Photo By David Viner
Ketteringham Hall

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Ketteringham Hall, located some ten miles south-west of Norwich, Norfolk has a history stretching back over 500 years. It has been the possession of several families and the current owners are the family of Colin Chapman of Lotus Cars fame. This panorama is of the south-easterly face of the hall which descends down to small man-made lakes which are open to licenced fishermen.


Ketteringham Hall - Ketteringham visitor guide showing a virtual tour of 'Ketteringham Hall' linked to an interactive map with local and travel information. 360° panoramas from Norfolk.

Situated to the south-west of Norwich with easy access from the A11 and Norwich Southern Bypass, Ketteringham Hall, standing in an estate of 40 acres of woodland and open grassland, has had a long history. The estate itself was known to be in existence during the time of Edward the Confessor (1004-1066) and was mentioned in the Domesday Book when it was in the possession of two Saxon lords: Ulf and Ketel. It is from Ketel that the name of Ketteringham is derived.

The hall itself originated in the late 15th century when it was built by Sir Henry Grey. It was inherited by Thomas Heveningham whose family occupied it for nearly 200 years. After a short tenure by the Heron family it was bought by Edward Atkyns whose wife, Charlotte, mortgaged the hall to raise funds for an attempted rescue of Marie Antionette from the revolutionaries in France. The attempt was a failure and Charlotte died penniless in France in 1836.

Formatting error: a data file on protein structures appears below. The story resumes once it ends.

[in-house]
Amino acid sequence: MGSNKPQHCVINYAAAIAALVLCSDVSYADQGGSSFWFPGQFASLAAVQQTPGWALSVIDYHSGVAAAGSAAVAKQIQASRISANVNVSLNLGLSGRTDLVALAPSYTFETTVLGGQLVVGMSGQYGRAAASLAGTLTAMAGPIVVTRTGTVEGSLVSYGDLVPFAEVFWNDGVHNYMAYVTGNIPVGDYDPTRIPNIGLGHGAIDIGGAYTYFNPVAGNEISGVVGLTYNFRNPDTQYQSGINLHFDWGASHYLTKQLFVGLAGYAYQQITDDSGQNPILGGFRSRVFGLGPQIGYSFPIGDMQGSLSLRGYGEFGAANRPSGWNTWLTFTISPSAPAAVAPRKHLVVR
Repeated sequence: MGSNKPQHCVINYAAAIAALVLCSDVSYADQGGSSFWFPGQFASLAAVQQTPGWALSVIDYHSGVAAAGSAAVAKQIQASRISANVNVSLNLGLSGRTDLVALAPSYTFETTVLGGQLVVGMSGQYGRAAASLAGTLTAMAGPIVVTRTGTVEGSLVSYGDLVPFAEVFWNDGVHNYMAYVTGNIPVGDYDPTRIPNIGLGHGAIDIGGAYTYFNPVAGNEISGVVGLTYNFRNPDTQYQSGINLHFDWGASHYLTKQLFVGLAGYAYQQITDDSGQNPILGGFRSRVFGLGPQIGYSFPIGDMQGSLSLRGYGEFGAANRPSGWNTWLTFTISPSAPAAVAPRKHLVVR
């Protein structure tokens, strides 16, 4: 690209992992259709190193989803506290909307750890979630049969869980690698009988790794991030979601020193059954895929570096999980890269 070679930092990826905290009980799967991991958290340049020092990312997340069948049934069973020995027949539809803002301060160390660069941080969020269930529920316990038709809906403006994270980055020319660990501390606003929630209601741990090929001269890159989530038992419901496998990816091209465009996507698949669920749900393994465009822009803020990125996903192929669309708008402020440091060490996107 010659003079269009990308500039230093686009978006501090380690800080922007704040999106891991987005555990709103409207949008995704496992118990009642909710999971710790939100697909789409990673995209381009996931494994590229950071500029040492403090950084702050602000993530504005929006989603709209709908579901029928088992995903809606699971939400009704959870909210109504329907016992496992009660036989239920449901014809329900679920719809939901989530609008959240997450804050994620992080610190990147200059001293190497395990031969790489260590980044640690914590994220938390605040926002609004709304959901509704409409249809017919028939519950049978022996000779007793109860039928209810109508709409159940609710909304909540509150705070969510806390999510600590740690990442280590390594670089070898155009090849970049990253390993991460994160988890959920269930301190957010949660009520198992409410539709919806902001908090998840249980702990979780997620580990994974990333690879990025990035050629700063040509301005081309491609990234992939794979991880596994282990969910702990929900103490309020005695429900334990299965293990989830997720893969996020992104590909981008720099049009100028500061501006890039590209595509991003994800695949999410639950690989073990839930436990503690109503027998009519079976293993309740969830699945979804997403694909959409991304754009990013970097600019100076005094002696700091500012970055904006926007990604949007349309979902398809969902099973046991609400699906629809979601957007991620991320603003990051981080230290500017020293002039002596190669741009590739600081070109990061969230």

After a fire in the early 1800s the hall was rebuilt to its present form and in 1836 it was sold to Sir John Peter Boileau whose family resided there until 1948. Their coat of arms with the motto, De Tout Mon Cour (With All My Heart), can still be seen above the front entrance.

During the Second World War the hall became home to the 2nd Air Division of the USA's 8th Air Force when between 300 and 400 personnel occupied nissen huts built adjacent to the hall in what are now woodlands. During this time the Boileau family occupied a small section of the hall.

Two years after being sold to the Duke of Westminster in 1948, the hall was used as a preparatory school until 1965 when Badingham College bought it after their own premises at Fetcham had been sold for development. A large black school bell from this period can still be seen high up on a wall. The college, however, failed to survive and had closed by 1968.

More recently the hall was home to Group Lotus after their founder, Colin Chapman, bought the estate in 1970. The hall itself was used for the development of the Formula 1 cars until Classic Team Lotus folded in 1994. The Lotus factory still resides close by near the village of Hethel. Still owned by the Chapman family, the hall has now been redeveloped into business units and is occupied by several companies.

Peter Watts - 30 Jun, 2007 23:23
Looks like a fantastic place - wonder what a panorama of the inside would be like...

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